1. It isn’t a surprise to me that this nurse found a job at the University of Rochester Strong hospital. There are actually two extremely well-known deaf oriented schools of higher education in the United States. They come at it from two different philosophies. Of course, Gallaudet University in Washington DC is perhaps the most famous and is very focused on ASL and being culturally deaf, or Deaf as it is known. On the other hand, a component of the Rochester Institute of Technology has been very focused on oral deaf, though no doubt deaf culture (Deaf) must be there in some way as well. Accordingly, the University of Rochester Strong hospital would have ready access to interpreters that could step up and do the job of being an ASL interpreter for a nurse.

2.  I find the “significant portion,” language of the opinion a bit problematic. To my mind, the ADA focuses on whether a person can do all of the essential functions of the job WITH or without reasonable accommodations. True, it may be a matter of degrees in some situations (personally, I happen to like the purpose language in the opinion on this), but that doesn’t mean that the person is not for all practical purposes doing all of the essential functions of the job.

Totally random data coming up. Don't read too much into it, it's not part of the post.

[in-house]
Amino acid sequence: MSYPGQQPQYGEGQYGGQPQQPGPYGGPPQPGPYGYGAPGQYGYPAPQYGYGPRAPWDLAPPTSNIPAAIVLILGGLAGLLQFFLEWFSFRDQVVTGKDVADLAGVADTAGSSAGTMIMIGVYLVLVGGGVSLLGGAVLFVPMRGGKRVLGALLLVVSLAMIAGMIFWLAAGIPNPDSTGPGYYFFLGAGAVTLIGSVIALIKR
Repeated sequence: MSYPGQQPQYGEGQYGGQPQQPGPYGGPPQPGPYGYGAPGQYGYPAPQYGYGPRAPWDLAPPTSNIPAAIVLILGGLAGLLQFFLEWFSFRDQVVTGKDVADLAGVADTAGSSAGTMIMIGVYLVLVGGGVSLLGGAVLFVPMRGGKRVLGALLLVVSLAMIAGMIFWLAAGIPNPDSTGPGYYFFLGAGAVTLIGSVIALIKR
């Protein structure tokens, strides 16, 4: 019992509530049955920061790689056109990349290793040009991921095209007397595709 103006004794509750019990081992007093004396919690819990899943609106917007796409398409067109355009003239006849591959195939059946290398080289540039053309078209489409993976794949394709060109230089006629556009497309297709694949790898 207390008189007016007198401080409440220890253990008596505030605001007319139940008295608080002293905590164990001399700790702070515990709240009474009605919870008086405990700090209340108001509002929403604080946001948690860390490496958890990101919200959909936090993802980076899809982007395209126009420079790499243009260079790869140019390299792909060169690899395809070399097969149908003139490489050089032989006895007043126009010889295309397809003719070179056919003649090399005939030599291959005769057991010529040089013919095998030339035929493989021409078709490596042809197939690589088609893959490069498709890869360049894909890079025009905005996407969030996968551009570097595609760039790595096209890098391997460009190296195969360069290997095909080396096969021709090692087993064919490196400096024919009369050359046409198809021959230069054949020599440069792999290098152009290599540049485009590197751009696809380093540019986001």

3. When it comes to undue burden, the court is looking to the entire operations of the entity. This goes to show, which I have been saying for years, that an undue financial burden defense is going to be very difficult.

4. True, 40-$60,000 is a substantial amount of money, but think about what the hospital is gaining and what it means for the people it serves. Certainly, the University of Rochester (full disclosure: my father is a University of Rochester undergraduate though his medical degree and training were from elsewhere), saw it that way.

5. With respect to direct threat, be sure to remember to do an individual analysis and not rely on stereotypes and generalizations.

6. Experts must have familiarity with the person that they are talking about. That is, this court is not going to allow a person with no knowledge of the deaf to opine on what the deaf can do. This particular part of the opinion is actually quite liberating because it says that persons without disabilities don’t necessarily know what a person with a disability can do. That is, it takes one to know one. As mentioned elsewhere in this blog, having experts thoroughly familiar with what they are evaluating can be very powerful.

 

7. I once got into an argument with someone who ran a nursing program